‘We are entering their paths’
Ruth First by Ben Slow in Soweto, Johannesburg. Photograph by Derek Smith
Joe Slovo and Ruth First. We are entering their paths.
Both grew up unbelievers in Jewish or any religious faith. They met when Ruth was at the University of the Witwatersrand, Joe just returned from the South African Army in the war against Nazi Germany. His motivation for volunteering, eighteen years old, unemployed, lying about being underage for military call-up—his early alliance with communism, and so to the Soviet Union under attack—was decisive in the act. But there remained the devastating racial dilemma in South Africa. He wrote: “How do you tell a black man to make his peace with General Smuts—butcher of Bulhoek and the Bondelswarts? ‘Save civilization and democracy—must have sounded a cruel parody. And ﬁght with what? No black man was allowed to bear arms…if you want to serve democracy, wield a knobkerrie [wooden club] as a uniformed servant of a white soldier.”
Joe Slovo’s appetite for the pleasures of life is brought face-to-face with his political humanitarian drive when at the end of the war he took a holiday. From Turin to Cairo he went, and with other decommissioned soldiers somehow got to Palestine although travel was restricted because of Zionist resistance to British occupation; on to a kibbutz where “looked at in isolation, the kibbutz seemed to be the very epitome of socialist lifestyle… it was populated in the main by young people with the passion and belief that by the mere exercise of will and humanism you could build socialism as one factory or one kibbutz and the power of example will sweep the imagination of all… worker or capitalist.”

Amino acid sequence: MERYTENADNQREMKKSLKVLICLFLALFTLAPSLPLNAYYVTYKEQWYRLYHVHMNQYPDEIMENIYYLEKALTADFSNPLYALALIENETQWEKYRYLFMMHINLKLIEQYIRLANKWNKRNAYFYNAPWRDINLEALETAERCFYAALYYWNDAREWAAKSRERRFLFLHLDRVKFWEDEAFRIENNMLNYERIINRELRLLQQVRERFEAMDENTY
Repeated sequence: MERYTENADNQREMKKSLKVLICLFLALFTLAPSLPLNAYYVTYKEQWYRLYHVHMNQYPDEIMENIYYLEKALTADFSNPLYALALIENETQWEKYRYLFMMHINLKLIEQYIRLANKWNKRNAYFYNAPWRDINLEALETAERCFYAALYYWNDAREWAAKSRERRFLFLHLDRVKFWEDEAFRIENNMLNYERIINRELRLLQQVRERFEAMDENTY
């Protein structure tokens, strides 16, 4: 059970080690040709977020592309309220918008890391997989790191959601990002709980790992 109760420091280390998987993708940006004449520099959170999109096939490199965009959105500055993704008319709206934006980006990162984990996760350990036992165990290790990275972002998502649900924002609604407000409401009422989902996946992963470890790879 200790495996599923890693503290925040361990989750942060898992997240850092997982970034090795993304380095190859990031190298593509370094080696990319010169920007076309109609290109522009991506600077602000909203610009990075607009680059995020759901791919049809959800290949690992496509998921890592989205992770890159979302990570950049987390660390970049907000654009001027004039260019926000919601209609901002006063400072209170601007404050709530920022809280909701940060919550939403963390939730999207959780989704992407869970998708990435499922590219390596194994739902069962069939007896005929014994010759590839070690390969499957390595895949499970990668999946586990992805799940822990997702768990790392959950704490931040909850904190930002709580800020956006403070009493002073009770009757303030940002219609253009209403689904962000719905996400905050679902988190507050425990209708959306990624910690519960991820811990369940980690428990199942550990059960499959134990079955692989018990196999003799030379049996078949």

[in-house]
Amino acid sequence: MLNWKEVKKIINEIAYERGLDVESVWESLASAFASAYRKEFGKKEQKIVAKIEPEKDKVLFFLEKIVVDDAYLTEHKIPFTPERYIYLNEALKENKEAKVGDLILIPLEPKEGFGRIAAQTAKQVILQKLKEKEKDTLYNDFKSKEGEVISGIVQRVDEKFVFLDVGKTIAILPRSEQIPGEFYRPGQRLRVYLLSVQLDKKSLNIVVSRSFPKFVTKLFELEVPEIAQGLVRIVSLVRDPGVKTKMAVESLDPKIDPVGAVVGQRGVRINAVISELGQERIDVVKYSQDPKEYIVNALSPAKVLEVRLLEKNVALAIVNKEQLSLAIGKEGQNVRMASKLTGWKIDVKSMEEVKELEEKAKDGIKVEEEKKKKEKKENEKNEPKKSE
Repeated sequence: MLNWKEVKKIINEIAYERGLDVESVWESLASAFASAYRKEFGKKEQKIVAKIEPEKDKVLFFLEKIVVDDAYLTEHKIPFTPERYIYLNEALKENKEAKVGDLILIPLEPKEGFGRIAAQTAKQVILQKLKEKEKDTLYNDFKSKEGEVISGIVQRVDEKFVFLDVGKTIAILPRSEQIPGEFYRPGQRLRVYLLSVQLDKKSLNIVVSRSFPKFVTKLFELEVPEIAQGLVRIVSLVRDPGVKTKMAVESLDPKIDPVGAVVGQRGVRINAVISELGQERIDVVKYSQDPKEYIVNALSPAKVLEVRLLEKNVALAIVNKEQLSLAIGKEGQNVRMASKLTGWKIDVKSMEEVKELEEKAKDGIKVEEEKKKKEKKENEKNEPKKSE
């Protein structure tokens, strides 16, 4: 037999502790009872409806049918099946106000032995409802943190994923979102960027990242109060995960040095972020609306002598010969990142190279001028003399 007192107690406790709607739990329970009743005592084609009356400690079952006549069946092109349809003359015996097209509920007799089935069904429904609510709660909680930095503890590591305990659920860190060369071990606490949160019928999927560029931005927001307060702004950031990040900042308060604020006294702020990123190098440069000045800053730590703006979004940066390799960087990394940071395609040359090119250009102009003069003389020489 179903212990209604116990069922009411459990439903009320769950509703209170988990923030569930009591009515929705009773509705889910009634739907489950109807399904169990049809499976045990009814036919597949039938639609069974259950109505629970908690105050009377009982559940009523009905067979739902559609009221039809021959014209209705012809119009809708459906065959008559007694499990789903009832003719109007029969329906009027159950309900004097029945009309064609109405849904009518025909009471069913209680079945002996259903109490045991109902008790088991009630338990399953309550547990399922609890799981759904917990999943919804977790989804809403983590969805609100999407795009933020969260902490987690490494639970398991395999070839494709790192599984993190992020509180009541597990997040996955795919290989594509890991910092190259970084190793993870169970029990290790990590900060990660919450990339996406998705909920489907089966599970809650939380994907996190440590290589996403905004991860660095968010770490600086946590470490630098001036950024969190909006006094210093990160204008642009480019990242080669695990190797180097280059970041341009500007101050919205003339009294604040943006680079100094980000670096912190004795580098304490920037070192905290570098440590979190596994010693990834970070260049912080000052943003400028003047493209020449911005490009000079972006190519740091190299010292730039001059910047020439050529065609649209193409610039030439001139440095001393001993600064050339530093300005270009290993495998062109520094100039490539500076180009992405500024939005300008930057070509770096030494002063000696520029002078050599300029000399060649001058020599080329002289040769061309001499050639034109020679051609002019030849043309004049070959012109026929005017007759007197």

During Joe’s absence from South Africa, membership in the Communist Party (CP) had grown fourfold in the period 1941–43 with correspondingly the greatest call for action of the African National Congress (ANC). Joe and Ruth were both prominent in protests of the CP and ANC against racist laws; two events among others—squatters’ rights in townships outside Johannesburg and Defense of the Basotho Peasants Organization in Basutoland. Joe wrote that they became lovers in Basutoland. But he dated his “life with Ruth” as having “started off with political tension.” It’s not clear whether he is recollecting Students’ Representative Council meetings, the other student organization, Federation of Progressive Students (FOPS), or the Ismail Meer ﬂat where his initial response to Ruth and her friends was “sort of a little feeling of insecurity…these Smart Alecks could formulate speech and so on…were just too big for their boots…so my life with Ruth started off with quite a degree of political tension based on this nonsense.” We echo in our own minds their friend describing the differing qualities of Joe and Ruth—“She didn’t have a rapport with ordinary working class blokes…needed the better educated or bigger-thinkers…couldn’t bring herself to be one of them. And yet she would have given her life to protect them and their rights.”